In terms of replayability, the game made a solid effort to break up the levels with other challenges, such as side quests unlocked by hitting a map hidden in the previous level, or destroying the crystals scattered throughout the levels. 

Even after you get through all the stages, everyone from perfectionists to bored commuters can find ways to stay satisfied for quite a while.


We'd recommend "Star Wars Angry Birds II" to just about anyone looking for a new mobile game. Taken on its own, Rovio's latest feels like a solid, even an exemplary mobile game: it's fun, it's easy to learn, and it offers a challenge without being outright difficult. When you put the game next to the others in the "Angry Birds" series, however, it feels like a rehash of the first "Angry Birds Star Wars" even though it focuses on Episodes I, II and III instead of the original trilogy.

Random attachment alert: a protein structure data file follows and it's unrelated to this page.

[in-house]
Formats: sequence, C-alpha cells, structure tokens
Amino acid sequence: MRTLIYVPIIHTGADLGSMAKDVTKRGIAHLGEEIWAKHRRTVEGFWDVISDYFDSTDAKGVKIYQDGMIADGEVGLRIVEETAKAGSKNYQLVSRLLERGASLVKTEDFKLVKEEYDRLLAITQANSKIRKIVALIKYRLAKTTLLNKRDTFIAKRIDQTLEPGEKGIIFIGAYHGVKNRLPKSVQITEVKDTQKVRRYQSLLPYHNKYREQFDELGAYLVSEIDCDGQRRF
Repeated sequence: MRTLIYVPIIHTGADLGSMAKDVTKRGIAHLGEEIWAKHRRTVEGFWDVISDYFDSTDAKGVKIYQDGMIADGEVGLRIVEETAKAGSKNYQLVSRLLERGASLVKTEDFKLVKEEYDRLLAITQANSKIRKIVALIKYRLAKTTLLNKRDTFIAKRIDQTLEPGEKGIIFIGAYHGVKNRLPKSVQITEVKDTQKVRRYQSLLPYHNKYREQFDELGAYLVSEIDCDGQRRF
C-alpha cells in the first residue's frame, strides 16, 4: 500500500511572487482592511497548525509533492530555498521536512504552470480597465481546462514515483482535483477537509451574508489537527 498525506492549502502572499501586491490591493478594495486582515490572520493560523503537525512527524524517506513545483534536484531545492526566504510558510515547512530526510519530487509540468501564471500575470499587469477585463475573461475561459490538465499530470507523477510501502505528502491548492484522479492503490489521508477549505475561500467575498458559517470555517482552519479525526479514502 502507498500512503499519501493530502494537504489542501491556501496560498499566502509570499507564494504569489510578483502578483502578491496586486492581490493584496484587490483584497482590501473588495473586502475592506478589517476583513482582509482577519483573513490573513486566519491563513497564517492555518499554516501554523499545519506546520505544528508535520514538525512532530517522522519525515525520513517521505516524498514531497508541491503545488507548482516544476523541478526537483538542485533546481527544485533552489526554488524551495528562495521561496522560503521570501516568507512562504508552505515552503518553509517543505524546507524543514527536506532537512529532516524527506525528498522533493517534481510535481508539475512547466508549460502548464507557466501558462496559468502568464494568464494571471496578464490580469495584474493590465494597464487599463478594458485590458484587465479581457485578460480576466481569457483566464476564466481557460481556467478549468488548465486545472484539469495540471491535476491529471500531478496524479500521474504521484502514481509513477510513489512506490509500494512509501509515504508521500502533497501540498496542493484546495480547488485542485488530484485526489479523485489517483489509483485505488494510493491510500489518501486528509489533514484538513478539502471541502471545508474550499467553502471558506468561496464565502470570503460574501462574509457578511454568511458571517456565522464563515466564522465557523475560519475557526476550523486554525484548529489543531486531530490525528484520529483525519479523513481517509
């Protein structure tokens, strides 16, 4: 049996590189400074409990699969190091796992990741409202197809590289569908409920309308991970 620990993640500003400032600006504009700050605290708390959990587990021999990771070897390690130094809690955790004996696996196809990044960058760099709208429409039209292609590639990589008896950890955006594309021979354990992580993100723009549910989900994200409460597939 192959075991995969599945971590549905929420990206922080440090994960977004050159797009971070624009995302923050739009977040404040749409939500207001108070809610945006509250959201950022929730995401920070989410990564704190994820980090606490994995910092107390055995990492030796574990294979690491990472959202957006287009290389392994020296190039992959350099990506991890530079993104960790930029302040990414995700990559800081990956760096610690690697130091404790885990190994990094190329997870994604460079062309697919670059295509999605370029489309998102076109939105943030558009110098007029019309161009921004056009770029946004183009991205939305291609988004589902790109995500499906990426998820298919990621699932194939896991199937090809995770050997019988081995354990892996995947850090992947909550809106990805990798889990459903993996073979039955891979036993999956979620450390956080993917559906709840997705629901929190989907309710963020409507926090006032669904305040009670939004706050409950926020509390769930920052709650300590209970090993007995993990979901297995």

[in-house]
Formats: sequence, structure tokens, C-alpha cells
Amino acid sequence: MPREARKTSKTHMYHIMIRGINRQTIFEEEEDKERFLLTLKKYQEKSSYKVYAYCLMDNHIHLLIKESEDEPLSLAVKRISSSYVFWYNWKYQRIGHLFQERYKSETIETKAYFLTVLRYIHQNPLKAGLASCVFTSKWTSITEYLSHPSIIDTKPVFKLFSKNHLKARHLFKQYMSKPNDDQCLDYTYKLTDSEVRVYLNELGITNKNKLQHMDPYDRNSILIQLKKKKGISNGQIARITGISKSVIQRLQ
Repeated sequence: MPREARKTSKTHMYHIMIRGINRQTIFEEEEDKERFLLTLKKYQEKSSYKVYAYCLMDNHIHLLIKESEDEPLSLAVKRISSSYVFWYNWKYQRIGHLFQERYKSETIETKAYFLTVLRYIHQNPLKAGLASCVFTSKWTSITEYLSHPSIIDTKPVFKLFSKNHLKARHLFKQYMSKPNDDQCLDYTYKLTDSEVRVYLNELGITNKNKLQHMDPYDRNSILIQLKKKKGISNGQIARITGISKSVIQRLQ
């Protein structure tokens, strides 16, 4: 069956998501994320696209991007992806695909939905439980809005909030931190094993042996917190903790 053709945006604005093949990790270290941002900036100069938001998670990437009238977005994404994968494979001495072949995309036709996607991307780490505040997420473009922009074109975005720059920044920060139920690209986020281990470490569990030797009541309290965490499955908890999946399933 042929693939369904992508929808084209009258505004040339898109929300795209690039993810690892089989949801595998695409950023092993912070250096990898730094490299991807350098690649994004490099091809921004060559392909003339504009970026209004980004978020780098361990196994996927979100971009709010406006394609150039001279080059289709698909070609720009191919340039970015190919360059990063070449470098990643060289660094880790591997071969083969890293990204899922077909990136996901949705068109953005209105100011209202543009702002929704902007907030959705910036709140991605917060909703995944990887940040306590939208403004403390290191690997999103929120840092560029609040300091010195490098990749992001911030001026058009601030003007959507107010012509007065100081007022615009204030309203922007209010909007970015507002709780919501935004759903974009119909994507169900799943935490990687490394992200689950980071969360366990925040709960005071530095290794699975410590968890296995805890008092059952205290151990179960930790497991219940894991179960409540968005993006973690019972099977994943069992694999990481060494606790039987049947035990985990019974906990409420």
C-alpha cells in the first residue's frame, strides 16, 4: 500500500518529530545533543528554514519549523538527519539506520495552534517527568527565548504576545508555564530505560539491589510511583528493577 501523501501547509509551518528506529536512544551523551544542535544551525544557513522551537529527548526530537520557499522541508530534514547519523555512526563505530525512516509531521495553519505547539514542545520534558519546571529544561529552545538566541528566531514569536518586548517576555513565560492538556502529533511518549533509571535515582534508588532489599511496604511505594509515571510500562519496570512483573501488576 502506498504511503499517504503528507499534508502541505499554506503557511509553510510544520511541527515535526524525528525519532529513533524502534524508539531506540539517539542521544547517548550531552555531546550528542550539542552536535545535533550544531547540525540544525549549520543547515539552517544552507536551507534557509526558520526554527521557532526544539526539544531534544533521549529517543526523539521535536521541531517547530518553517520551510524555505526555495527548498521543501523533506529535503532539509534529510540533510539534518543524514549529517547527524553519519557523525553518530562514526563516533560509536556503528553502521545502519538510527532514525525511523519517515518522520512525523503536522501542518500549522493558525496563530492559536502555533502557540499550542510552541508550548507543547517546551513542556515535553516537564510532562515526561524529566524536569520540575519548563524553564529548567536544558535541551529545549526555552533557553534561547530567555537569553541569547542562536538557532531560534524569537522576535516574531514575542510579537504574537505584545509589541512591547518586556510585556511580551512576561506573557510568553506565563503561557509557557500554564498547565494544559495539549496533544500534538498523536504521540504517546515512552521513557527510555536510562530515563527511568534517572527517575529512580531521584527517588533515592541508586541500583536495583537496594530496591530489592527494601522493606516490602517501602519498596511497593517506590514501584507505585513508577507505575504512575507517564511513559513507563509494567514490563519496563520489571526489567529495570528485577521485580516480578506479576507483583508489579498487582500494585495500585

"Angry Birds Star Wars II" definitely delivers on what it's selling. Whether you'll like it depends on what you want out of a game. More "Star Wars"? More "Angry Birds"? More mobile puzzle games? Then this one's for you.  But if you're looking for something that feels new or different, "Angry Birds Star Wars II" is not the droids you're looking for.

Email jscharr@techmedianetwork.com or follow her @JillScharr and Google+.  Follow us @TomsGuide, on Facebook and on Google+

Publisher: Rovio
Developer: Rovio
Genre: Puzzle
Price:99 cents
Release Date: 9/18/13
Platforms: iOS, Android, Windows 8

Jill Scharr is a creative writer and narrative designer in the videogame industry. She's currently Project Lead Writer at the games studio Harebrained Schemes, and has also worked at Bungie. Prior to that she worked as a Staff Writer for Tom's Guide, covering video games, online security, 3D printing and tech innovation among many subjects.